“And I escaped it, barely, with years of trouble. But I did find the entire world in looking for something,” she goes on to say. “I got saved by poetry. And I got saved by the beauty of the world.” Exiling herself from the man-made world, to whatever degree she could, Oliver’s daily ritual defined both her life and work.
As a young woman first reading Oliver, I loved the meditative, prayer-like power of her voice. But I was a city girl raised on Watergate and Vietnam, and wondered why Oliver seemed to ignore more urgent subjects like injustice, oppression and war. She wasn’t known for addressing racism, sexism or classism; nor did she focus much on environmental issues, a paradox I couldn’t figure out. The challenges of being gay and being out never seemed to make it into her poems. She often seemed to me a famous white woman living a rarified life, spending long mornings strolling and dreaming. Did she hire a housekeeper, I wondered? I tried to picture Oliver and her life partner, Mollie, vacuuming, much less scrubbing floors.
Sure, Oliver may have read Rumi every day, but what did she know of the 21st century? Her poems seemed like dispatches from paradise. I remember reading Oliver, loving Oliver, but wishing she’d walk around a major city, find a massive parking lot and write about the beauty of the world from that perspective. Write about people’s faces, graffiti, gleaming metal, litter, trees pushing up concrete—and buildings.
Mary Oliver seemed a stranger to the world I knew, but I learned to accept all she offered instead of asking her to speak a language foreign to her. I entered her poems and took what I could get. And they never stopped giving.
I also learned that before Oliver became one of America’s bestselling poets, she’d chosen a minimal life so that writing could be her day job. “Best selling” and “poet” are not words that know each other well. They are not usually found next to each other, and the first two rarely modify the latter. Remarkably, Oliver’s tendency to avoid the pursuit of money and objects had brought her unsought, unlikely commercial success. But along the way, on her long walks, she often gathered clams, mussels, mushrooms and berries. She searched the dump—an image incongruent with my ignorant assumptions. As a girl, she’d made a list of all the things she was prepared to never have if she became a writer.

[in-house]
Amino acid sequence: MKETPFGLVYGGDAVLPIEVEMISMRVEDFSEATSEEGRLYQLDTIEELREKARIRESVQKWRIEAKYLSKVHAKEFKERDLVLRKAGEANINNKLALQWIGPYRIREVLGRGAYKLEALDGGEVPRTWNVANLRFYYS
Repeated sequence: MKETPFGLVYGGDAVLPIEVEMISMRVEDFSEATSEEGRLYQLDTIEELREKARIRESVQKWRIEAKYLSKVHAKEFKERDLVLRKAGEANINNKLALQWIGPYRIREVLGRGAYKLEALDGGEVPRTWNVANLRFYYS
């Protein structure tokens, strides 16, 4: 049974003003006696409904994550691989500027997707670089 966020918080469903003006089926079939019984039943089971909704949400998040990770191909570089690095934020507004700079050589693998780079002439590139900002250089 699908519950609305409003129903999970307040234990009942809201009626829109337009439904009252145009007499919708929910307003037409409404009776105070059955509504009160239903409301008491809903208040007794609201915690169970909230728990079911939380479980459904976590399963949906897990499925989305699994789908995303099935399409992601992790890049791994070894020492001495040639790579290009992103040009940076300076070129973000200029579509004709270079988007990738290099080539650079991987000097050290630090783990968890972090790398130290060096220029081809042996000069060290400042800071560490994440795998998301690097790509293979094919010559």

“I had a $100 car I used to stop by hitting a brick wall,” she once told students at a college Q&A. “It was a wonderful life.”
After Mary Oliver died on January 17, I read her 2011 interview with Shriver for the first time. Near the end, she spoke of wanting to write about “personal material,” wanting to be “braver and more honest” about her life. In that moment she chose to reveal publicly her childhood sexual abuse for the first time.
When Shriver asked if age—she was 76 at the time—had made her braver, Oliver instead credited “the forerunners who have dared to tell.” Again, I thought of Dr. Christine Blasey Ford, then America’s most recent “forerunner” who “dared to tell.” Of course, Oliver is technically a forerunner, but admitted having been surprised that she’d even written a handful of poems like “Rage.” She also described being “very moved by Eve Ensler’s courage.”
The next words out of Oliver’s mouth stunned me.
“I now know it is a subject or theme I will not be avoiding,” she declared. “There will always be birds, but I’m gonna broaden out a little bit, or maybe a lot.” She also claimed to have one new “brave” poem that needed to be typed.
The fact that this master poet, in the last decade of her life, felt inspired by other women writers to be “braver”—and worked to write those new poems—suggests that Mary Oliver finally exited the building that had once sucked all the air out of her body, and escaped that “broken house” of her childhood once and for all.